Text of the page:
The Medical Loss Ratio (MLR) rules under Health Care Reform require an issuer to provide rebates if its medical loss ratio (the amount of health insurance premiums spent on health care and activities to improve health care quality) falls short of the applicable standard during a reporting year. Each year’s rebates must be provided by issuers to policyholders (typically the employer that sponsors the plan) by September 30 of the following year.
The MLR rules provide that issuers must pay any rebates owed to persons covered under a group health plan to the policyholder, who is then responsible for distributing the rebate to eligible plan enrollees.
In general, there are several ways rebates may be distributed to plan enrollees, including:
- A rebate check in the mail;
- A lump-sum reimbursement to the same account that was used to pay the premium if it was paid by credit card or debit card; or
- A direct reduction in future premiums.
In addition to the above methods, employers may also apply the rebate in a way that benefits employees.
Check out our section on Medical Loss Ratio (MLR) Rebates & Employer Responsibilities to learn more.
by Gregg Kennerly | Published Wednesday, July 19, 2017
The Senate Republican effort to pass the ACA “repeal and replace” bill appears to have reached a dead-end. When two more Republican Senators voiced their opposition to the “Better Care Reconciliation Act” (BCRA) last night, the effort was effectively a failure.
In the end, the bill couldn’t bridge the gap between moderate and conservative GOP senators. There wasn’t any provision for both making the conservatives happy with full repeal, and moderates happy with less impact on Medicaid.
Although Senate leadership hints that the next round will be to attempt repeal separately from “replace” legislation. This will likely fail as well. So that leaves us with the ACA in effect and a whole basket of questions and unknowns about the rest of 2017 on into 2018. Will the Trump administration enforce the employer mandate? How about the individual mandate?
Will Trump administration DOL employees enforce compliance through audits and fines? Or, will they slack off of enforcement as the administration directed earlier? There are no easy answers and employers will need to pay attention to communications and notices from their advisors for guidance.
Markets and the economy in general don’t like uncertainty… but that is what we have. Employers, employees, individuals and insurance carriers all have a huge stake in the outcome. The battle over the ACA is one of the more unique battles in the history of recent politics. On the one hand, it is doomed to failure with adverse impact on millions within a very short time- FACT. On the other hand, it’s so political that a compromise in the “common sense” course of thought can’t be reached. Unfortunately, everyone is likely to be a loser in the status quo unless our elected officials can drop the political labels and pass a bill that creates financially sustainable, affordable health care for all Americans.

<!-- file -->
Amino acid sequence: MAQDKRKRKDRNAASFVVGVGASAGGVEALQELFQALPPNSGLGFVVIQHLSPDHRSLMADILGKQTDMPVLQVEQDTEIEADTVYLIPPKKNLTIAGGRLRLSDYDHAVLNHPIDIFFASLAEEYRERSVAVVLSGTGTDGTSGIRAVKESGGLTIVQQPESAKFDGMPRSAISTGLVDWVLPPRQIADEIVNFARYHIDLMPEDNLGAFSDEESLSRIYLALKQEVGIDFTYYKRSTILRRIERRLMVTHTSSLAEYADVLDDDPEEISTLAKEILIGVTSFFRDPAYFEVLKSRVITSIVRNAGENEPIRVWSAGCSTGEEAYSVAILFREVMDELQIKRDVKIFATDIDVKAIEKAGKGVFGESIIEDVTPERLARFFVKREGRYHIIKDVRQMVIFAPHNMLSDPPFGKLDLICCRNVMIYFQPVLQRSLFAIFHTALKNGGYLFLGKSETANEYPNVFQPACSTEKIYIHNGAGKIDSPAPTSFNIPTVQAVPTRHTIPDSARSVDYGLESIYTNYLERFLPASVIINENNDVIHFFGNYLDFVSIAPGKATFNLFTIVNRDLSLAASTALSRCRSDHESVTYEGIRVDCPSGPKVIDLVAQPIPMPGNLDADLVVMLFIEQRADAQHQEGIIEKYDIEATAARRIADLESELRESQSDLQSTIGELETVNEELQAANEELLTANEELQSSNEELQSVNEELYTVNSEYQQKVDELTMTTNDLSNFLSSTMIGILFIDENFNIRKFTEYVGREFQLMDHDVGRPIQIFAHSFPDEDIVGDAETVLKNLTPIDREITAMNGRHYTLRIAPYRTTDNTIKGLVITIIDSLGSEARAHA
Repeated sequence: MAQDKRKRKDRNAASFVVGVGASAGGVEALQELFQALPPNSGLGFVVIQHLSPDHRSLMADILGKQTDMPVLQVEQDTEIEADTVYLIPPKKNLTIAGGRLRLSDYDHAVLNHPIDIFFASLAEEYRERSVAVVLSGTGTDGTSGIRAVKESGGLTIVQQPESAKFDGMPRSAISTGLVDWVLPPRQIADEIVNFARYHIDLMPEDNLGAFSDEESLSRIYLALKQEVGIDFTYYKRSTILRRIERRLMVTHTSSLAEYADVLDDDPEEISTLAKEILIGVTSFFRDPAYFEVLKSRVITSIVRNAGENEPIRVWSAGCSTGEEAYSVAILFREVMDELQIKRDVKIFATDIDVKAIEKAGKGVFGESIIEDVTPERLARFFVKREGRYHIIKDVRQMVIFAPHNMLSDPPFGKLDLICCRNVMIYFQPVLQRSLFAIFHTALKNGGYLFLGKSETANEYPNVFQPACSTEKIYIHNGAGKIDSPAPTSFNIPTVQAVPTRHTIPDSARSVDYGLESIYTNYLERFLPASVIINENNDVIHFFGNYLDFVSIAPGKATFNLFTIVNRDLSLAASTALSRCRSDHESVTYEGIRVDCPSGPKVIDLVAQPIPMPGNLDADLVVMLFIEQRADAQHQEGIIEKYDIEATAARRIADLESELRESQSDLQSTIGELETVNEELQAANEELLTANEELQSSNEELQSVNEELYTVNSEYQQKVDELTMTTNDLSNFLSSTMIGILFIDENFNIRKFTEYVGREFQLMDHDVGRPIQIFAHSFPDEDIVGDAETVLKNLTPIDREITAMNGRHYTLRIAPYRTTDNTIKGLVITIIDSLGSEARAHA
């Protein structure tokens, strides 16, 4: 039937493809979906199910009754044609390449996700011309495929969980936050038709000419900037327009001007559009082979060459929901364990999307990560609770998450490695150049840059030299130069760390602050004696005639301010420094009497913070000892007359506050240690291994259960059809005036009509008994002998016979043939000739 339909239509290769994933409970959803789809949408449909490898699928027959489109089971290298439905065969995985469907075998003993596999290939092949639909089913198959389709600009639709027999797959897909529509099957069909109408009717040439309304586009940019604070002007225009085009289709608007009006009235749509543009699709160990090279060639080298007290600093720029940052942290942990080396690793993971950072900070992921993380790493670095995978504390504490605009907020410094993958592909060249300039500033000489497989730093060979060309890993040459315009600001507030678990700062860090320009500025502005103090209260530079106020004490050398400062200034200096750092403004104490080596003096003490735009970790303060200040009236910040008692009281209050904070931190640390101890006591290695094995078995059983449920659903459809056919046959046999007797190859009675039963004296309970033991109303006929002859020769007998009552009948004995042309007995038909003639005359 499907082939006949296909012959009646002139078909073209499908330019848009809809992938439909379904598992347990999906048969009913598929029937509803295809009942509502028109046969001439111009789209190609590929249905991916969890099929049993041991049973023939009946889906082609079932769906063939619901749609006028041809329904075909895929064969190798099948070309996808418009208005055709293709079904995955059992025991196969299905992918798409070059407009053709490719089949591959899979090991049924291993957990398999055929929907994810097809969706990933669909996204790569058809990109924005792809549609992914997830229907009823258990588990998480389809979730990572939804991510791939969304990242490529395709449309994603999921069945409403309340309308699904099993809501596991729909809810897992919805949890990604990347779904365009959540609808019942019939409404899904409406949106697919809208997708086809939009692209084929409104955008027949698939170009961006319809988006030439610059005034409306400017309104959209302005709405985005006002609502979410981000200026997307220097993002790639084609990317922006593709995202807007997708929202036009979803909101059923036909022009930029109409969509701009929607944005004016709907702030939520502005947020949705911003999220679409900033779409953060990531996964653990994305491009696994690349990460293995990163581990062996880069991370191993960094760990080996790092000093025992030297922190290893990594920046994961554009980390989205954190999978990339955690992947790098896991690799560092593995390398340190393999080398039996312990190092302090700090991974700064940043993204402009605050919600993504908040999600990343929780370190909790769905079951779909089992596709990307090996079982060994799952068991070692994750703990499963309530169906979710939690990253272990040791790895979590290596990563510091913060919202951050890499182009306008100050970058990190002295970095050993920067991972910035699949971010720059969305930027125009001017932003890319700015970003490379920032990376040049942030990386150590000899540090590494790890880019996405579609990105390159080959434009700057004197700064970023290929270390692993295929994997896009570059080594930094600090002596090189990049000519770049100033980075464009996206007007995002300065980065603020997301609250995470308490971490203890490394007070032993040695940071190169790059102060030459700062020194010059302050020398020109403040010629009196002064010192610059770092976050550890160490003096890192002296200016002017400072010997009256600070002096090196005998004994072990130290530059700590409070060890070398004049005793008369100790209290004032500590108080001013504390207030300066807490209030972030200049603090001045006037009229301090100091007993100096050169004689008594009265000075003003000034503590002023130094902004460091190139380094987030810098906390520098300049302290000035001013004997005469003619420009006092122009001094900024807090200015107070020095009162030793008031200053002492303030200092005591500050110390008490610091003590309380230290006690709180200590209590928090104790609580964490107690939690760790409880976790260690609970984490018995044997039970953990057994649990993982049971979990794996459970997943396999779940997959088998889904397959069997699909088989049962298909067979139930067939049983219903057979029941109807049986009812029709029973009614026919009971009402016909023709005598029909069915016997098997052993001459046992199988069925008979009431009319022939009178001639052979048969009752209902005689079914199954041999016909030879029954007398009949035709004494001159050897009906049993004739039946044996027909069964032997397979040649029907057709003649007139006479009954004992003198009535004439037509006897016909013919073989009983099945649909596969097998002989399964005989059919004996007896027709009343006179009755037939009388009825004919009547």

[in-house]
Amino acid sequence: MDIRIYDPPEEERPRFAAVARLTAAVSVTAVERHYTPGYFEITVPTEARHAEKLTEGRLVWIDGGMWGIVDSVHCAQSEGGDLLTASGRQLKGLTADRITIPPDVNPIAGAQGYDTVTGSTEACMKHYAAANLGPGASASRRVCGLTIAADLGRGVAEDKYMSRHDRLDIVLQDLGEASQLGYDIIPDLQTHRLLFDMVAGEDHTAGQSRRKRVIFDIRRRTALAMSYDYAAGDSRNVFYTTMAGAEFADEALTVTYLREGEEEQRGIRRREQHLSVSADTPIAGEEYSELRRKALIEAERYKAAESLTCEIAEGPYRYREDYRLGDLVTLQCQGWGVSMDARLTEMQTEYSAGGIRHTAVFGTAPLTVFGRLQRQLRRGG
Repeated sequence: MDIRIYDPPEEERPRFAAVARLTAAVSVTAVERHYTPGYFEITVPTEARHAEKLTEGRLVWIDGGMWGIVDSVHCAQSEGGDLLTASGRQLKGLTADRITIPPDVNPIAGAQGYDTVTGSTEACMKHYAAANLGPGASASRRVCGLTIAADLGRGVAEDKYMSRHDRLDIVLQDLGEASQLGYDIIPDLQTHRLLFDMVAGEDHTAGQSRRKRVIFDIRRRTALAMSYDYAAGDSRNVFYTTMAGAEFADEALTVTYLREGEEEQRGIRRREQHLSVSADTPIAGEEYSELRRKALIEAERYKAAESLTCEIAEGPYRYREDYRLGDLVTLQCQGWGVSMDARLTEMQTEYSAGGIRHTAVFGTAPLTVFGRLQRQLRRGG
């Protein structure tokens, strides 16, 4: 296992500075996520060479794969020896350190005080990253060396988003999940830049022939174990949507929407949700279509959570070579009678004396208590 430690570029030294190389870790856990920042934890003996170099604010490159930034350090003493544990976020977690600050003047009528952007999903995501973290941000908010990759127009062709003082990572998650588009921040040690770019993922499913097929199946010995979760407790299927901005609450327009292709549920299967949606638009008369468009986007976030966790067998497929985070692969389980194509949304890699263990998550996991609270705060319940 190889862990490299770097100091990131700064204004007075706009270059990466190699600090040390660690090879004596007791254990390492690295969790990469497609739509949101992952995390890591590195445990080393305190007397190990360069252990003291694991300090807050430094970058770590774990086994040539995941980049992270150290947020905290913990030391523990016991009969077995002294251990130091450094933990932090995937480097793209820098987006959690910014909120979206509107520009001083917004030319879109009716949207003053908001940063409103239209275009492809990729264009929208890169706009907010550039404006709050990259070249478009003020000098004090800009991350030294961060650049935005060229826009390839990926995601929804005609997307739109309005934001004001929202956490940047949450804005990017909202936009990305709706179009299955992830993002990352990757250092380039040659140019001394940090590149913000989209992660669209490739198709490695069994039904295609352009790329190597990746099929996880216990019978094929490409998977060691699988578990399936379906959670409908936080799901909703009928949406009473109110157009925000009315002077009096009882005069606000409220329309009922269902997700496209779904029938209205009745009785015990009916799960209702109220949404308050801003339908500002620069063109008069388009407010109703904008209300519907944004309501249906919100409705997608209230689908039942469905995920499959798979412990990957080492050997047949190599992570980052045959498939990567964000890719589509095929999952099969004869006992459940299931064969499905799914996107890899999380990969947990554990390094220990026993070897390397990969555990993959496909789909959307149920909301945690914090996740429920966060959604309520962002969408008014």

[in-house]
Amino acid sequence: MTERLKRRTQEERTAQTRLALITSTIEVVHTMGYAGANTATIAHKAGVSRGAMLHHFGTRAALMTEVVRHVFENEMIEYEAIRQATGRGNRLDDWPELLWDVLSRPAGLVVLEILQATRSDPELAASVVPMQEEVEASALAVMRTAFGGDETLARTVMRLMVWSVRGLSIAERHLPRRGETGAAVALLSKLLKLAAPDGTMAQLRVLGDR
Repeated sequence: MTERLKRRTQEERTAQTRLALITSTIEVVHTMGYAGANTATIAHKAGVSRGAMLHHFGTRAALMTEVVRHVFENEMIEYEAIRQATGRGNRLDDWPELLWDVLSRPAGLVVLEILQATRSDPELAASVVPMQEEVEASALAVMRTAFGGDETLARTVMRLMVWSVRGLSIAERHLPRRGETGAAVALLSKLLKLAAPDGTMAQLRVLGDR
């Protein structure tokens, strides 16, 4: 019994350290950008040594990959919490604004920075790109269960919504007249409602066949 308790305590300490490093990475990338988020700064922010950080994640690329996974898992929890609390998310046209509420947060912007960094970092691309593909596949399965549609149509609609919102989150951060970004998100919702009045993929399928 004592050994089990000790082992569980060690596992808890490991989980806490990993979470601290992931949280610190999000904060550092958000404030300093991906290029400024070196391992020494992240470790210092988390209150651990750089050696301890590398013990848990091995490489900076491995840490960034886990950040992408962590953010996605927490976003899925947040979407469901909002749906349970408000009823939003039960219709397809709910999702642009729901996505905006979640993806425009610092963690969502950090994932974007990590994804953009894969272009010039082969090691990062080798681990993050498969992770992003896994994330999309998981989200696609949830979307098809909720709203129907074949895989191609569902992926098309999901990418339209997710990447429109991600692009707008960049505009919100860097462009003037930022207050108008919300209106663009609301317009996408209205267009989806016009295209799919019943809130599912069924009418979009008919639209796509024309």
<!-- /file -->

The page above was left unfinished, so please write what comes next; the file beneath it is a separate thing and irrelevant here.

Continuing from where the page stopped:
by Gregg Kennerly | Published Monday, July 10, 2017
The federal Occupational Safety and Health Administration (OSHA) has announced that it is not accepting electronic submissions of information from 2016 Forms 300A at this time. As a result, OSHA has proposed extending the July 1, 2017 date by which certain employers are required to electronically submit these forms pursuant to its recent “Electronic Recordkeeping Rule” to December 1, 2017.
‘Electronic Recordkeeping Rule’ Explained
The Electronic Recordkeeping Rule, generally effective as of January 1, 2017, requires certain employers to electronically submit injury and illness data to OSHA that they are already required to record on their OSHA Forms 300A. Under the rule, the following entities were required to make these submissions by July 1, 2017:
- Establishments with 250 or more employees in industries covered by OSHA’s recordkeeping requirements.
- Establishments with 20-249 employees in certain high-risk industries.
Click here to read OSHA’s announcement.
To read more about OSHA’s record keeping requirements, please visit our Safety & Wellness section.
by Gregg Kennerly | Published Tuesday, June 27, 2017
Over the years, it has always amazed me how little thought some employers put into their contribution scheme for employee benefits. When I ask employers why they have the contribution schedule they use, I frequently get something like… “I’m not really sure; I think the old HR director set that up in 2003.” I’m not joking.
At worst, poorly designed plans can incent employees to do the opposite of what you want to accomplish. At best, a well-designed contribution scheme can attract higher quality employees, lower turnover, and cost your company less in premiums. Let’s look at some of the characteristics of a well-designed contribution strategy for employers in a dual-option or triple option environment:
- In general, the employer should NOT pay 100% of the employee-only premium. If the employer pays 100% of the cost, who will opt out of the plan if they have access to other coverage? NO ONE. While paying all of the cost may seem generous, this approach is almost always wasteful. Employers covered as retired military have Tri-Care, which provides these people with a high level of benefits. Requiring even a small contribution will eliminate employees with other coverage from “double-dipping”. Other categories of employees with access to other coverage are retired workers of many types, employees covered on a spouse’s plan where the employer pays all of the cost, and some union plans.